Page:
Tuesday, September 18, 2012

New Translation Tuesday: Tyler and a Tough Prayer

"New Translation Tuesday" greetings.

I will be giving two major presentations for the Diocese of Tyler, Texas, later this week. Friday is a day for the clergy and Saturday for lay ecclesial ministers. The focus is on mystagogical catechesis on the Mass and the days are entitled "Believe, Celebrate, Live the Eucharist." This title reflects the diocesan leaders' hope that I will be able to introduce WLP's resource of the same name as part of our time together in Tyler.

What was your experience of the collect this past weekend? I have to admit that I was paying very close attention but lost the movement in the prayer:

Look upon us, O God,
Creator and ruler of all things,
and, that we may feel the working of your mercy,
grant that we may serve you with all our heart.
Through our Lord Jesus Christ, your Son,
who lives and reigns with you in the unity of the Holy Spirit,
one God, for ever and ever.

It was that middle line, "and, that we may feel the working of your mercy," I guess, that threw me. Perhaps there needed to be a longer pause after "and" with a different inflection for the rest of the line. I just had trouble grasping it. Maybe I need to do more preparation before Mass and read this prayers myself.

Gotta sing. Gotta pray.


Austin Fleming said...

When a full-time, professional liturgist (who has worked tirelessly for over a year to find the best in the new translation) ends up thinking he needs to spend more time with the texts before Mass in order to grasp their meaning when prayed aloud -- it just might be that the problem is in the translation and not in the one struggling to pray with it.

Call your favorite English teacher and ask him/her to diagram the prayer in this post.

Alan Hommerding said...

Yesterday I was serving as the music director for overflow Rosh Hashana services for Chicago Sinai Congregation. At the service, the Torah reading was chanted beautifully by one of the congregants (it was Genesis 22 - the binding of Isaac). The associate rabbi in that congregation also has a wonderful sense of the innate musicality of scriptural and liturgical Hebrew. Even when he's "reading" the prayers, they have a lyrical sense of inflection and cadence.
All of this got me to wondering if one of the basic principles that hobbles the current translation is that almost all the attention was paid to the thought/content of the prayers, with little paid to the sonics/music of praying to God. The "flow" that one of Jerry's fellow parishioners spoke of yesterday.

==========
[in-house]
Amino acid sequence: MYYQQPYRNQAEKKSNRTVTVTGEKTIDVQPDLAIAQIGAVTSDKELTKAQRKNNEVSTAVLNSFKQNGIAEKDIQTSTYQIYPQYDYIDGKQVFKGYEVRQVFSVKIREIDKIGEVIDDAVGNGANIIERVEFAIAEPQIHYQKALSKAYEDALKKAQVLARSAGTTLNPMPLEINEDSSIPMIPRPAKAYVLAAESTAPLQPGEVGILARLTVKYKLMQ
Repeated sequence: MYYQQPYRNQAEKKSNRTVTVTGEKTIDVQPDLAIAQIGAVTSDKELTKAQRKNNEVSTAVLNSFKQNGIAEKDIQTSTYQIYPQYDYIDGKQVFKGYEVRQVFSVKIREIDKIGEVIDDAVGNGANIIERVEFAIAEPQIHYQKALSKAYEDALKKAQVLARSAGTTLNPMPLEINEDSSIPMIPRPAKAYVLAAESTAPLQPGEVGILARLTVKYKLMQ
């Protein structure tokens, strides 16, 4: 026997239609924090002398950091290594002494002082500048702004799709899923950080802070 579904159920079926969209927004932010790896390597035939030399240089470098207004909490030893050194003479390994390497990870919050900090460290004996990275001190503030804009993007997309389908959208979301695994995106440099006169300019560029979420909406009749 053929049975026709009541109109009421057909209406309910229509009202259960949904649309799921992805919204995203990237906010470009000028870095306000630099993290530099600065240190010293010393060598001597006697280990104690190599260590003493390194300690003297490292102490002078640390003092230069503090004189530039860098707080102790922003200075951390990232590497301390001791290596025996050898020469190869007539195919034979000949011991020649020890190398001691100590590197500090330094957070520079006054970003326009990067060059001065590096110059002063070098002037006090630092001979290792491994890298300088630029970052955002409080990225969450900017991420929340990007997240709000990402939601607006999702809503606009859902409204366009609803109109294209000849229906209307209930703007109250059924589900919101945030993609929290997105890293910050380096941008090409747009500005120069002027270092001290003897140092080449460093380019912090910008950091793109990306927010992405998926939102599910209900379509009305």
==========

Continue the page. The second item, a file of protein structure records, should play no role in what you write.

I've had a number of clergy tell me that chanting the prayers helps - but I'm still wondering if adding musicality as an afterthought how our prayer should "flow" at Mass.
(The same rabbi, in his sermon, wryly observed that after the binding of Isaac passage is finished, Isaac never speaks to Abraham again!)

Denise Morency Gannon said...

I was about to write Austin's comment (except the suggestion about the diagram, I loved that) when he wrote my thoughts for me. I could write a lot more based on what I've seen in the parishes that I visit every week and the people, presiders and lay ecclesial ministers that offer their opinions about these new prayers. We are a LONG way from the Council's goals on '"full, conscious and active participation." I think that this new RM, on the whole, made that just a little bit harder for Joe and Jane Average Catholic, not to mention new inquirers and those who live on the perimeter. How will this new RM draw THEM in? (Oh Rhett, how I do run on and on....)

Mary Kane Mauer said...

Why are American Roman Catholics struggling with liturgical prayer? I have not encountered this problem when attending religious services in other Christian Churches, the Synagogue or Mosque. Why, after all the graduate studies I completed in liturgy while working toward the MA in systematic theology, and before that, a BS in Education with a major in English,am I struggling to comprehend liturgical prayer in the language I have spoken for 76 years?

Xandro said...

I have been pondering that prayer for four days. A prayer that is deep and rich does not have to be obscure and elusive in its meaning.